Moving with Pets: How to Adjust Them Into a New Environment

Jul 12, 2021

Moving is challenging enough on its own—but adding pets to the mix can add a stressful layer to relocating. Moving with pets requires extra planning, paperwork, and packing. But don’t worry, it’s actually not so bad once you know what to do. That’s where we come in. Read on to find out what you need to know about moving with pets.

Is Your New Home Pet Safe?

You finally found the perfect place! It has the right amount of rooms and bathrooms and the layout is a dream. But what about your cat or dog—can your new place accommodate your fur babies? No need to sign a new lease—here are a few modifications you can make to your new home to make it pet-friendly:

Buy Some Pet-friendly Furniture

You might really like that beige tweed couch, but it’s not the best option for a pet parent. Pick the wrong material and you could end up with stains and odors that are hard to get rid of. In addition to stain-resistant fabric, pet parents should also look for furniture that’s covered with one of the following materials:

  • Synthetic microfiber
  • Leather
  • “Outdoor” fabrics

Avoid the following fabrics since they are more vulnerable to scratches and stains:

  • Velvet
  • Silk
  • Tweed

You should also avoid light colors like white or beige.

Get Trash Cans With Lids

Trash cans with lids are a must for pet parents, especially if you know that your pup likes to dig around in the trash looking for bones or other scraps. Getting a taller trash can with a lid for your kitchen and bathrooms will save you from endless cleaning. Pick a can that’s both durable and secure and consider putting it in a place where it’ll be hard to knock over.

Install Screens on Your Windows

If you have a cat, you definitely need screens on your windows, especially if you plan on opening the windows when it’s hot out. Installing screens on your windows can even keep your cats from falling from high-rise buildings and two-story homes. These falls can cause serious injuries and even death, so be sure to get those screens installed as soon as possible.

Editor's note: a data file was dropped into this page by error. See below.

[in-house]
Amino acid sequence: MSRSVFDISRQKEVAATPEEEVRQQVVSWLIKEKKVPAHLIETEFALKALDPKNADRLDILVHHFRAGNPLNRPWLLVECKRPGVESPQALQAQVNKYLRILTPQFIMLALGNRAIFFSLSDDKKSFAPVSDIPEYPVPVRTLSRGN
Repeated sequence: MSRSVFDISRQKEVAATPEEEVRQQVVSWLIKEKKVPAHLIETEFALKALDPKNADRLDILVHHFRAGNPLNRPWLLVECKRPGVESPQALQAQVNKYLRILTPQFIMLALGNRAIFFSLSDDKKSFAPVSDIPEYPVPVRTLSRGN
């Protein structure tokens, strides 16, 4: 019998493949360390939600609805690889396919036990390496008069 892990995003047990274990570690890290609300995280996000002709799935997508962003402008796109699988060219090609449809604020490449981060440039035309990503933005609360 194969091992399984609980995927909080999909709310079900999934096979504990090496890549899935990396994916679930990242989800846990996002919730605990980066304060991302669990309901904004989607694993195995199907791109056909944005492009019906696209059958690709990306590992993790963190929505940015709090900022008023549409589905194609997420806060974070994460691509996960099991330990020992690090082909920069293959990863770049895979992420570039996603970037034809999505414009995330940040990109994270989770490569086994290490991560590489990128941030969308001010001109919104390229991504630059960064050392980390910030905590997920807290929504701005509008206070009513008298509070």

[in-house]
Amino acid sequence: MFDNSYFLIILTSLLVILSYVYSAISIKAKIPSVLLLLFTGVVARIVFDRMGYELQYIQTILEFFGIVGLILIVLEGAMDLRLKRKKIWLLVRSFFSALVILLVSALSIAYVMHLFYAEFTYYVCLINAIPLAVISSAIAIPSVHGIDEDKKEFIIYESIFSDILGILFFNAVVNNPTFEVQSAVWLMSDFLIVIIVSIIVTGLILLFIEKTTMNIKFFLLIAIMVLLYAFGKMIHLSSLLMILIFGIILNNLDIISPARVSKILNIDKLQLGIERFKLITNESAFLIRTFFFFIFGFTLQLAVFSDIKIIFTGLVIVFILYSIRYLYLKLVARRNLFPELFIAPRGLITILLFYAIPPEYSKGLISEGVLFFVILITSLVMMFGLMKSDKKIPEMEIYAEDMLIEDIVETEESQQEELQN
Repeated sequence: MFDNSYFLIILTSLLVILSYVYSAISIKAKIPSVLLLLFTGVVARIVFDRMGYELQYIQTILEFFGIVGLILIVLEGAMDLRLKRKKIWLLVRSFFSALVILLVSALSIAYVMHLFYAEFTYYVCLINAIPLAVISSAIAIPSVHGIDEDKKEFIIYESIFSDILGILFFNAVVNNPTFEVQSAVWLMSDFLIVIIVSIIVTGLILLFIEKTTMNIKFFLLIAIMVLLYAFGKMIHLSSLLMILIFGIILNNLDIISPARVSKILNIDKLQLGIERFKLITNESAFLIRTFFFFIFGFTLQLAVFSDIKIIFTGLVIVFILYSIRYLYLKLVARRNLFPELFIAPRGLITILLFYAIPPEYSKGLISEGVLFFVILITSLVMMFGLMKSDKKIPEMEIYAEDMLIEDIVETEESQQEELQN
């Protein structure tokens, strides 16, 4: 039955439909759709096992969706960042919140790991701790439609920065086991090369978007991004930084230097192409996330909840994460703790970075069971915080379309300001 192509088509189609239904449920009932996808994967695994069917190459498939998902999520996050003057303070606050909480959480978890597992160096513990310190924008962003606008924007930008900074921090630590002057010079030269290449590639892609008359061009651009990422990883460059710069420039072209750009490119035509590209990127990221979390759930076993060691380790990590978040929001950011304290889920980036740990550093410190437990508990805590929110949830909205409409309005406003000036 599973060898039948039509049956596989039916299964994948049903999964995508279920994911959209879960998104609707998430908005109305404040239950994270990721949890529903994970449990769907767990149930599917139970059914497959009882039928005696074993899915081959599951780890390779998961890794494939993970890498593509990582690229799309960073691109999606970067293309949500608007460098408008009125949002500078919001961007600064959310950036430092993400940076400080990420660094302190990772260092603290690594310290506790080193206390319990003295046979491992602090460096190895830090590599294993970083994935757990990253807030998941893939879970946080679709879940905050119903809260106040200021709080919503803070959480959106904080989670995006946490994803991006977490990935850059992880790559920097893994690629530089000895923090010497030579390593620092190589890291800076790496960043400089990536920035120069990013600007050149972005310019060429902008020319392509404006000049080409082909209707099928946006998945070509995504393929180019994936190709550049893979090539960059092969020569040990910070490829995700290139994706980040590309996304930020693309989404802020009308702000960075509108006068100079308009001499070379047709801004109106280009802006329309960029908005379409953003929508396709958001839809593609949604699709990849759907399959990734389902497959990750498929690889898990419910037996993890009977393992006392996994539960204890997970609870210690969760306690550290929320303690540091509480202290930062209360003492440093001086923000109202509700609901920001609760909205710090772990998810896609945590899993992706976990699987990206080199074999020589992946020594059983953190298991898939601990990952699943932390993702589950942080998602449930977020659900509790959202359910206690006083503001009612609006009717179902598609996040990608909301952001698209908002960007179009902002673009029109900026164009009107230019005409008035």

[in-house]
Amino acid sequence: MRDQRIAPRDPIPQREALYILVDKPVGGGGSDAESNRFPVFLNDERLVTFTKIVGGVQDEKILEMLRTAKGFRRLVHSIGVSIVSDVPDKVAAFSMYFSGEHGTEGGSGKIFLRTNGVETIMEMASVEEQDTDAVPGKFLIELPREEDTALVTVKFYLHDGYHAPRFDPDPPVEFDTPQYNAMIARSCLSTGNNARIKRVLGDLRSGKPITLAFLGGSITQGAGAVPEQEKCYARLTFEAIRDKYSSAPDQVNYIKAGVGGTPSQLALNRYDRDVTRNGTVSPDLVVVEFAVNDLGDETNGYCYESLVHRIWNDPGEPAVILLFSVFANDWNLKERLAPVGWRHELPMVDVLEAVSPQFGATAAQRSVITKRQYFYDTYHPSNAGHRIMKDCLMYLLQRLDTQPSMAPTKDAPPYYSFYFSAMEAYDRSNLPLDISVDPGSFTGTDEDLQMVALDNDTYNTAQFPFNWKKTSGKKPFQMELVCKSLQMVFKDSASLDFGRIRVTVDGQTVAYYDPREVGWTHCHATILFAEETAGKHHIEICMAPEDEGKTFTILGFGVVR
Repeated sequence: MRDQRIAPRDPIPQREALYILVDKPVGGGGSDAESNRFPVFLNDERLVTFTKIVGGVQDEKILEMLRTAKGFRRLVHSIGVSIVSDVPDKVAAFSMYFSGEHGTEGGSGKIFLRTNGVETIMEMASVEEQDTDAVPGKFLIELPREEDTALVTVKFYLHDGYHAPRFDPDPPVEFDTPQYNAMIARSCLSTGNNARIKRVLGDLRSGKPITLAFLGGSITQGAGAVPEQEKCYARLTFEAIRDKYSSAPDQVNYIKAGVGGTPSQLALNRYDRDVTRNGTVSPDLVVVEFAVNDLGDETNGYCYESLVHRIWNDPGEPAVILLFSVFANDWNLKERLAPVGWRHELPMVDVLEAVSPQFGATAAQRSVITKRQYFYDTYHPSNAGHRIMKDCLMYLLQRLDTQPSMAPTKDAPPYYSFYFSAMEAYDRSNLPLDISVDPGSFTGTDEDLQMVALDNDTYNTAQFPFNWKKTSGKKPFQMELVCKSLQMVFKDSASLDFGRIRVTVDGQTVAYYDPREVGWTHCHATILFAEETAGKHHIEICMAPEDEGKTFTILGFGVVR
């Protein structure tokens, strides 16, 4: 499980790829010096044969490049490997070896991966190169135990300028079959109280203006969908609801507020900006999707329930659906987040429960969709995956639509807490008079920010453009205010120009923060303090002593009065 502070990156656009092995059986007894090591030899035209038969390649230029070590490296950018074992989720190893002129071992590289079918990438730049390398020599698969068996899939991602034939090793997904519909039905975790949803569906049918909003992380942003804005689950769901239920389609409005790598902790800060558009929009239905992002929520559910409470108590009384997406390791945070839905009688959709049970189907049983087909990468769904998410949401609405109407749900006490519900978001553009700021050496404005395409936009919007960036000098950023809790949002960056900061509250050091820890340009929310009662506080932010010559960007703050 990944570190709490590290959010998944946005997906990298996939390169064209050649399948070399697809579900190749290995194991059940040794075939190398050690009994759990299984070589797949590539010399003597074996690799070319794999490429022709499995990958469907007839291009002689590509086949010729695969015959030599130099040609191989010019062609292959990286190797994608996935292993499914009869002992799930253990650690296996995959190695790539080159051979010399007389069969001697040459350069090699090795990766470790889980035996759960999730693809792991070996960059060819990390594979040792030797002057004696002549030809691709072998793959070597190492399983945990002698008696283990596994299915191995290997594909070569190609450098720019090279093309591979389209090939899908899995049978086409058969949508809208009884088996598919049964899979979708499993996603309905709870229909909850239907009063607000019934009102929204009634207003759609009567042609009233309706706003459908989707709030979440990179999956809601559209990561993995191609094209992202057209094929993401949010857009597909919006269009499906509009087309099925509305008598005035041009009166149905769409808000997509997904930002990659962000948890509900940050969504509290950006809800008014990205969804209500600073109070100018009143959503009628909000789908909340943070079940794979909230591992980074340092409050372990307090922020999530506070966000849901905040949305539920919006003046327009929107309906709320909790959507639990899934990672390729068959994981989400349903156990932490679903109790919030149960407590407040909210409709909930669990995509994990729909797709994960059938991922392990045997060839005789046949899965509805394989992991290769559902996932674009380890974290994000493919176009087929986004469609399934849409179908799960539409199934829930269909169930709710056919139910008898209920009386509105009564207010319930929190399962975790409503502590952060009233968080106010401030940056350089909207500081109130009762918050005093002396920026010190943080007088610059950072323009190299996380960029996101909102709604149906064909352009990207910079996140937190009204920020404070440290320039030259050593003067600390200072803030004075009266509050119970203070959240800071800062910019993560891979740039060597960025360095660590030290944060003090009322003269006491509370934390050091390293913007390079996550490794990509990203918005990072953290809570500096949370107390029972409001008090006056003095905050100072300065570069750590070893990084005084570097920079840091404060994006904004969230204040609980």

Opt for Tile Flooring

There’s nothing like a brand new carpet in a new home. They’re cozy and luxurious and are often the highlight of the room’s decor. Unfortunately, carpets are not ideal for households with pets. Most are not durable enough to withstand stains, odors, or damage from your fur babies.

Instead of carpets, opt for ceramic tile or porcelain tile flooring, which are both highly resistant to stains and scratches.

If you can’t give up carpeting altogether and decide to purchase a rug or two, get ones that are washable and made from “indoor/outdoor” materials. Avoid thickly woven sisal and jute rugs, which are more likely to sustain serious damage from scratching.

Prepare Your Pet Ahead of Time

Any big changes are likely to cause anxiety for your pets. Planning can minimize the anxiety for both you and your pets and help ensure a smooth transition to the new digs, especially if you’re moving long distance. Here are a few things to keep in mind before moving day:

Learn the Laws

Complying with new county, city, or state laws can sometimes take several weeks to prepare for. Some states require pets to quarantine, others inspect animals at the border, and some just ask to see heath certificates. Contact the Animal Control Commission in your new locale to determine which documents you’ll need and for information on licensing your pets.

Schedule a Check-Up

Once you find out what the new laws are, you might have to schedule a check-up so you can get the necessary paperwork.

Here are two of the most commonly needed documents when moving with pets:

  • Proof of rabies vaccination: Be sure to have a current rabies tag and a proof of vaccination certificate signed by a veterinarian.